A stunning debut reminiscent of the beloved novels of John Hart and Tom Franklin, A Land More Kind Than Home is a mesmerizing literary thriller about the bond between two brothers and the evil they face in a small western North Carolina town....
For a curious boy like Jess Hall, growing up in Marshall means trouble when your mother catches you spying on grown-ups. Adventurous and precocious, Jess is enormously protective of his older brother, Christopher, a mute whom everyone calls Stump. Though their mother has warned them not to snoop, Stump can't help sneaking a look at something he's not supposed to - an act that will have catastrophic repercussions, shattering both his world and Jess's.
It's a wrenching event that thrusts Jess into an adulthood for which he's not prepared. While there is much about the world that still confuses him, he now knows that a new understanding can bring not only a growing danger and evil - but also the possibility of freedom and deliverance as well.
Told by three resonant and evocative characters - Jess; Adelaide Lyle, the town midwife and moral conscience; and Clem Barefield, a sheriff with his own painful past - A Land More Kind Than Home is a haunting tale of courage in the face of cruelty and the power of love to overcome the darkness that lives in us all. These are masterful portrayals, written with assurance and truth, and they show us the extraordinary promise of this remarkable first novel.
©2012 Wiley Cash (P)2012 HarperCollinsPublishers
This is a debut novel but reminds me of the passion and force of novels by John Hart and Tom Franklin. We’re in a small town in North Carolina. There is a church right outside of town, in the mountains, which is very fundamentalist-in fact they use snakes in their worship service. The preacher is a very controlling and evil man. Jess Hall, and his “slow” older brother, nicknamed Stump, are playing around one day. They hear people in their mom and dad’s bedroom so they crawl up on the rain barrel to see what’s going on. They find their mother in bed, not with their father, but with the minister. Stump is caught. Stump has never been able to talk. The minister convinces his mother he should be brought to the church, and they will all put hands upon him and he will talk. Jess is very scared, and ultimately Stump is killed. The sheriff, Clem Barefield, has to try to figure out what actually happened and who is responsible. And Adelaide Lyle, the midwife and a very frank person, tries to help the Hall family. This is a very good and somewhat terrifying book with a tragic ending. Very good things can be expected from this author.
I love all things Southern Literature and so much wanted to like this...but I can not make myself finish it. The characters are caricatures, the story so-so, and the narration is just awful. The sheriff is the only decent tolerable voice. Jess and Adelaide just make me wince with every word spoken. I understand regional accents are difficult (and I probably am fooled by every Boston, Maine, New York narration I hear) but I give up on this one for the sake of my ears and the silliness of the story line. Sorry! Just very disappointed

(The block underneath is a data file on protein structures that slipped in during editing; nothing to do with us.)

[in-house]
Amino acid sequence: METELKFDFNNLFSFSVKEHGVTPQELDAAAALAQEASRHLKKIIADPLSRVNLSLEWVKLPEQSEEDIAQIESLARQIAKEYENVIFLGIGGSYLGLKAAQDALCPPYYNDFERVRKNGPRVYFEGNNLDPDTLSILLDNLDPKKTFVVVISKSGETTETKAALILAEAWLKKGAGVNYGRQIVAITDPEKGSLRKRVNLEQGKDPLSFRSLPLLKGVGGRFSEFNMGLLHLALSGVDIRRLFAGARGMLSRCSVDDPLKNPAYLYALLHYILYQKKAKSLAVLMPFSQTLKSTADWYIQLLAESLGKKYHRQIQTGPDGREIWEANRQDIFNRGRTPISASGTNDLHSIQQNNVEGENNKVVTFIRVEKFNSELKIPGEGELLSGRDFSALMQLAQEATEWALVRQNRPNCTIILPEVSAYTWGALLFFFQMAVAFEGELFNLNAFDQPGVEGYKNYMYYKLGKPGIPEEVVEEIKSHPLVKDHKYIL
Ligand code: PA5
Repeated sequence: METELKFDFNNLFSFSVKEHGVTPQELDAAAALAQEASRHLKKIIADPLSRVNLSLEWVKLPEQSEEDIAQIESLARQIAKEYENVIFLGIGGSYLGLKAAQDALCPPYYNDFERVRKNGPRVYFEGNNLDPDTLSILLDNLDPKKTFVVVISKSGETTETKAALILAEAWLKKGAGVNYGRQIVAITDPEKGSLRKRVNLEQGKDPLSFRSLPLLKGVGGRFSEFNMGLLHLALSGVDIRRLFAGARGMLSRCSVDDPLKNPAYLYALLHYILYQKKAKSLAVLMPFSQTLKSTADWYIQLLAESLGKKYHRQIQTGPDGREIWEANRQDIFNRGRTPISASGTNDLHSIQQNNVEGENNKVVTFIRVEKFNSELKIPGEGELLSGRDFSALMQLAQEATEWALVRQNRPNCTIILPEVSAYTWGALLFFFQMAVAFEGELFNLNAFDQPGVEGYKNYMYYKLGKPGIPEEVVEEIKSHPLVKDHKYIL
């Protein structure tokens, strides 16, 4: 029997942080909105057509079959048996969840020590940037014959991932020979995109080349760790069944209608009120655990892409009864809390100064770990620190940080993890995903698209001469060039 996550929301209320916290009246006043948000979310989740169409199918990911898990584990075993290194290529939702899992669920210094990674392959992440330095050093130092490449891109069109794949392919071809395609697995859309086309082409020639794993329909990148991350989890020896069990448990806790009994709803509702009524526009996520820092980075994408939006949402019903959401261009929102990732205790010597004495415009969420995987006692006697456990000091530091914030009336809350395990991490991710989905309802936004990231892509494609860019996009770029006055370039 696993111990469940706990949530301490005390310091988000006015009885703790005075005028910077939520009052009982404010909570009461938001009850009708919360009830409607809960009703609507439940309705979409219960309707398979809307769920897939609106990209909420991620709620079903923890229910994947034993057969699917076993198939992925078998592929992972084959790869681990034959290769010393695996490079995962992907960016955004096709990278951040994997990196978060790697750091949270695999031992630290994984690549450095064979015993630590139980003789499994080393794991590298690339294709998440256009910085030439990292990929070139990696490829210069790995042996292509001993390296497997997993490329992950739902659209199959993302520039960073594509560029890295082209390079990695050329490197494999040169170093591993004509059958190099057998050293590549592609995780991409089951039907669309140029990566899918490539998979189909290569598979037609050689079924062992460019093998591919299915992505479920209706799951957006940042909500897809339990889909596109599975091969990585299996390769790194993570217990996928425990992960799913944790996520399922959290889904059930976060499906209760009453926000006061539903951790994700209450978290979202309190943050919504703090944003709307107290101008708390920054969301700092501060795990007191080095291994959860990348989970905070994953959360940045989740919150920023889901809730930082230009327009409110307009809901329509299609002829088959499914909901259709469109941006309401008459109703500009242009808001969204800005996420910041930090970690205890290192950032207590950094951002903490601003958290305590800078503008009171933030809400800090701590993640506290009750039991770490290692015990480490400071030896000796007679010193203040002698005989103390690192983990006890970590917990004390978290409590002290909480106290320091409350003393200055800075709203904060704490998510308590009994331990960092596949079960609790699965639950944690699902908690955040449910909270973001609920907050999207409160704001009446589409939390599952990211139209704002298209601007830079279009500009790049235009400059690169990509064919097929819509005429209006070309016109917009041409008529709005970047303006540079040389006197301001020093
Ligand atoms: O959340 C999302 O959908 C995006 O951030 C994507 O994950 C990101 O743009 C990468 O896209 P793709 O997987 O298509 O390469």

This story is a mystery, a coming of age story, and a struggle between good and evil all rolled into one. It was well paced and well written.
This story is told from multiple points of view and read by different actors. All of them are excellent. I could hardly stop listening. Each character brought their own point of view to the unfolding events. I thought the voice of the young boy was very good. This book started out a little slow but it wasn't long before I was caught up in the story.
One of the best and one of my new favorite stories.
The three narrators really brought this story to life.
Hellfire and brimstone
The encounter between the sheriff and Chamblis in the barn.
The story is told from three different point of views with three narrators. This definitely added to the story with the accents and tones.
It made me sad to think good people could be so lost as to follow someone who is not good.
Highly recommended summer read!
This is worth reading. But I think the book could have benefitted from some further editing. Loved the characters and most of the narration.
Tragic story told with lyrical brilliance by Cash. My only complaint is that the narrator who portrays Jess is tortuous to listen to. Nearly made me quit listening all together. Being a southerner, it's very hard for me to listen to a faux southern accent. Especially one as bad as he (Bramhall?) uses. He sounds like the only southern voice he has heard was Tom Hanks in Forrest Gump. I would have preferred he not try to do an accent at all. The writing, however, is made to present southern dialect. I'm just not sure why they didn't cast a native southerner for the role.
The other two do a decent job, the Sheriff being the better of the two.
Still worth buying. The storyline outweighs these faults.
There was a very thin story here, padded out with too much descriptive prose.
Mark Bramhill did an exceptional job as the sheriff.
Honestly, I was very disappointed in the story after so many positive reviews.
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